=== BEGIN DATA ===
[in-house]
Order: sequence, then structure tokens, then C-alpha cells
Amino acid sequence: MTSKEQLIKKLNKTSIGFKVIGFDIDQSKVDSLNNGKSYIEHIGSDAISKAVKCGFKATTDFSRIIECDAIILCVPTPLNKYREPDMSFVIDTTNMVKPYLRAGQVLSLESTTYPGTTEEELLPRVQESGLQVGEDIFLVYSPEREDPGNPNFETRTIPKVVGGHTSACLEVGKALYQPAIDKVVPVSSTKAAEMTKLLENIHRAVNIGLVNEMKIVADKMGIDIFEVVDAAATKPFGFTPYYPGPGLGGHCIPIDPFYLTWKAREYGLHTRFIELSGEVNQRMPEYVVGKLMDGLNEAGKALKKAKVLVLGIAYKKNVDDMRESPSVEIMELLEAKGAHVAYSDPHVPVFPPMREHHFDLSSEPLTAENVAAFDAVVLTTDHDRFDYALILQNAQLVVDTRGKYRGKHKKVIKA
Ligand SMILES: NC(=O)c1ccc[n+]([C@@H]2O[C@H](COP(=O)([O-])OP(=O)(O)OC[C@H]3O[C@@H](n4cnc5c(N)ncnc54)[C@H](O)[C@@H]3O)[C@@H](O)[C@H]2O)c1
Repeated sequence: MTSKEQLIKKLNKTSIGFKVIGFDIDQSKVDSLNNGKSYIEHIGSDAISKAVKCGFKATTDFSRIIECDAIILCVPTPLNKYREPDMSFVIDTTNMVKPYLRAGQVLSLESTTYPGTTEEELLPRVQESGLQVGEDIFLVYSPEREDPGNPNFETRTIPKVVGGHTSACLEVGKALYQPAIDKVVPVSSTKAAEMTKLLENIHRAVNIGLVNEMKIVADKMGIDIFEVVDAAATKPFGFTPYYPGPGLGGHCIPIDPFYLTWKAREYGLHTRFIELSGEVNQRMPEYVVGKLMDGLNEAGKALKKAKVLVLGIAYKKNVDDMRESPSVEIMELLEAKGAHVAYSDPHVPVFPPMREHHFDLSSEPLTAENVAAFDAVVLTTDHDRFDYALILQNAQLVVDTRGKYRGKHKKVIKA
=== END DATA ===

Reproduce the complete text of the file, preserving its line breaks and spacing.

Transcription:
[in-house]
Order: sequence, then structure tokens, then C-alpha cells
Amino acid sequence: MTSKEQLIKKLNKTSIGFKVIGFDIDQSKVDSLNNGKSYIEHIGSDAISKAVKCGFKATTDFSRIIECDAIILCVPTPLNKYREPDMSFVIDTTNMVKPYLRAGQVLSLESTTYPGTTEEELLPRVQESGLQVGEDIFLVYSPEREDPGNPNFETRTIPKVVGGHTSACLEVGKALYQPAIDKVVPVSSTKAAEMTKLLENIHRAVNIGLVNEMKIVADKMGIDIFEVVDAAATKPFGFTPYYPGPGLGGHCIPIDPFYLTWKAREYGLHTRFIELSGEVNQRMPEYVVGKLMDGLNEAGKALKKAKVLVLGIAYKKNVDDMRESPSVEIMELLEAKGAHVAYSDPHVPVFPPMREHHFDLSSEPLTAENVAAFDAVVLTTDHDRFDYALILQNAQLVVDTRGKYRGKHKKVIKA
Ligand SMILES: NC(=O)c1ccc[n+]([C@@H]2O[C@H](COP(=O)([O-])OP(=O)(O)OC[C@H]3O[C@@H](n4cnc5c(N)ncnc54)[C@H](O)[C@@H]3O)[C@@H](O)[C@H]2O)c1
Repeated sequence: MTSKEQLIKKLNKTSIGFKVIGFDIDQSKVDSLNNGKSYIEHIGSDAISKAVKCGFKATTDFSRIIECDAIILCVPTPLNKYREPDMSFVIDTTNMVKPYLRAGQVLSLESTTYPGTTEEELLPRVQESGLQVGEDIFLVYSPEREDPGNPNFETRTIPKVVGGHTSACLEVGKALYQPAIDKVVPVSSTKAAEMTKLLENIHRAVNIGLVNEMKIVADKMGIDIFEVVDAAATKPFGFTPYYPGPGLGGHCIPIDPFYLTWKAREYGLHTRFIELSGEVNQRMPEYVVGKLMDGLNEAGKALKKAKVLVLGIAYKKNVDDMRESPSVEIMELLEAKGAHVAYSDPHVPVFPPMREHHFDLSSEPLTAENVAAFDAVVLTTDHDRFDYALILQNAQLVVDTRGKYRGKHKKVIKA